The design and methodology of the study have been described in detail elsewhere.18 The study started in 2009 and was undertaken in two phases. The first phase was a cluster randomised intervention trial in which general practices were randomly allocated to either an intervention group, in which nurse-led collaborative care was undertaken, or to a wait-list control group in which usual care led by the general practitioner (GP) was continued. At 6 months, the TrueBlue training was provided to the control practices. The key aims of the first phase were to determine whether participants with moderate-to-severe depression in the intervention group showed at least a five-point reduction from the baseline depression scores after 6 months of intervention and whether this reduction was significantly better than in the control group. A five-point reduction reflects a clinically relevant change in individuals receiving depression treatment.19 The secondary outcome was to determine whether the intervention also led to improvements in the patients’ physiological measures. The second phase followed the intervention group for an additional 6 months to determine how the collaborative care model affected health outcomes over a 12-month period.
The sample size calculation was based on detecting a 50% reduction in depression score at the 0.05 significance level with 80% power and a two-tailed test. Detecting a 50% reduction is more stringent than detecting a five-point reduction and provided some additional buffering. Using depression scores from an earlier study (a mean of 5.5 and an SD of 6.1),11 the calculation indicated that 237 patients would be required in each group. An intracluster correlation of 0.04 was used (SK Lo, personal communication), with a recruitment target of 50 patients per clinic. (Fifty patients were chosen so that clinics could budget for a nurse's time to carry out the intervention with four patients each week over the 3-month cycle of care.) To allow for difficulties in recruitment, a 50% dropout was used. On the basis of these, the study required 450 patients from nine clinics in the intervention group and the same in the control group.
Practices were identified in city and country areas on the basis of having a PN to provide the collaborative care and being able to identify eligible patients, those with CHD or T2DM or both, from their registries; these were invited to participate in the study until the 18 clinics required by the sample-size calculation were recruited. They were allocated by a random number generator to either the intervention or control arm of the study. The unit of randomisation was the clinic. Five practices (three country, two city) in the intervention group and six (two country, four city) in the control group completed the study. One country intervention clinic withdrew while the first-visit data were being collected when its TrueBlue-trained PN left the clinic, but some (n=13) patients from it did complete the study and data were collected from them. The study team was not able to determine why the other clinics withdrew.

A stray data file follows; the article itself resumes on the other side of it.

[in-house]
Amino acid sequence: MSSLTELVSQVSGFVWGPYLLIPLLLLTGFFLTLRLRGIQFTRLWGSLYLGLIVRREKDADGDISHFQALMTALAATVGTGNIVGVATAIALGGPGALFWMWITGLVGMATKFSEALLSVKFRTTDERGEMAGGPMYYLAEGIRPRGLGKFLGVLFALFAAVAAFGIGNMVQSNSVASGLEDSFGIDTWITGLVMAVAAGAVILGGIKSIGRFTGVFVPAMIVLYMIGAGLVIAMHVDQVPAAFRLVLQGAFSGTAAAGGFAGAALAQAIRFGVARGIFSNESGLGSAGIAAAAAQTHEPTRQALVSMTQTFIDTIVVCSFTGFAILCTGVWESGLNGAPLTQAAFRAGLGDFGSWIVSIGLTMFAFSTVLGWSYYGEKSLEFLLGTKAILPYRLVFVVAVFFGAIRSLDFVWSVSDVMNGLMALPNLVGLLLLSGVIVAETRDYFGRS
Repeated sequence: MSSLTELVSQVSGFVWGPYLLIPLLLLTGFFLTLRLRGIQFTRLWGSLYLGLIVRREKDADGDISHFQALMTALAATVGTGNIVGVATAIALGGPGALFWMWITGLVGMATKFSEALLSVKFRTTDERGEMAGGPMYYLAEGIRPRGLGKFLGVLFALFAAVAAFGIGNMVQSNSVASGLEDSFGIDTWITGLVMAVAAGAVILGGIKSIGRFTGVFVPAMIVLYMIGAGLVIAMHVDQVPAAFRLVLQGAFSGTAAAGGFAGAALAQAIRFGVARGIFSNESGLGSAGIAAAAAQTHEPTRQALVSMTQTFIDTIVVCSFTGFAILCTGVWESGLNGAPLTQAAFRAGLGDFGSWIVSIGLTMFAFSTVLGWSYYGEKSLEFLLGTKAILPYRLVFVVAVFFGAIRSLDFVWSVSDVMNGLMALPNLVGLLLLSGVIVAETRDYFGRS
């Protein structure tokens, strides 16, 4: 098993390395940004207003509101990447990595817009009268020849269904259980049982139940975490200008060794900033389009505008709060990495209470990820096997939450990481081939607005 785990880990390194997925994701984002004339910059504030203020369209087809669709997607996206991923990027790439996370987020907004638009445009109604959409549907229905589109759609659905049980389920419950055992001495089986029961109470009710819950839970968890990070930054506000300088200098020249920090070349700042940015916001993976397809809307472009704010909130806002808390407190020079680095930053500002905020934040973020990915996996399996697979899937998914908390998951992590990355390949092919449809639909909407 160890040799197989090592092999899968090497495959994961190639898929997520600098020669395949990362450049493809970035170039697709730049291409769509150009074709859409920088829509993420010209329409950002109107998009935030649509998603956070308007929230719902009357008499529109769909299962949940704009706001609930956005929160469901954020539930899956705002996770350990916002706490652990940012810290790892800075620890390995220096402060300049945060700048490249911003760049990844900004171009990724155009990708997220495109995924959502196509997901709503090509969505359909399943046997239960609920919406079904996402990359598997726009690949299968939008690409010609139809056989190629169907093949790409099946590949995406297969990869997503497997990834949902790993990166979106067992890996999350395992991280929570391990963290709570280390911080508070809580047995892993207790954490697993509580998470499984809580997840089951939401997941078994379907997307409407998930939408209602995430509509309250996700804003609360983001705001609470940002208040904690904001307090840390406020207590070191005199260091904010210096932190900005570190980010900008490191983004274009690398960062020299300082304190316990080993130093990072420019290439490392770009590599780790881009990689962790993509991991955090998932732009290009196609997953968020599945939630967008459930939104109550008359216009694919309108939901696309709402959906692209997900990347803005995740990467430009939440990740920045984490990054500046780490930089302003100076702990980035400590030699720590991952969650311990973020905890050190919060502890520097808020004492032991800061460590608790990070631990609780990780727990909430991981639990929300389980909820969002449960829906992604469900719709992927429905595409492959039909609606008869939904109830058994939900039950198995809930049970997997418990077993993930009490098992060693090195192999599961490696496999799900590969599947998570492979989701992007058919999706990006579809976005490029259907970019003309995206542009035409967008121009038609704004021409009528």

Eligible patients were sent a postal survey that included a consent form which they were asked to complete and return with the enclosed PHQ-9 questionnaire, a self-report measure of depression.17 The PHQ-9 has nine items, each scored from 0 (no problems) to 3 (problems nearly every day). The sum of the scores of the nine items will lie in one of five depression categories: none (0–4), mild (5–9), moderate (10–14), moderately severe (15–19) and severe (20–27). (While it is known that responses to some of the PHQ-9 items may overlap with diabetes symptoms,20 our pilot demonstrated that nurses and patients preferred using the PHQ-9 because the patient's response to each of its items became the basis for the problem-solving and goal-setting activities that were part of TrueBlue.) Patients with scores of 5 or above, indicating some form of depression, were invited to participate in the study. A maximum of 50 patients per practice were invited. Patients in residential care or under 18 years of age were not eligible. Figure 1 presents the CONSORT diagram of the patient-recruitment process.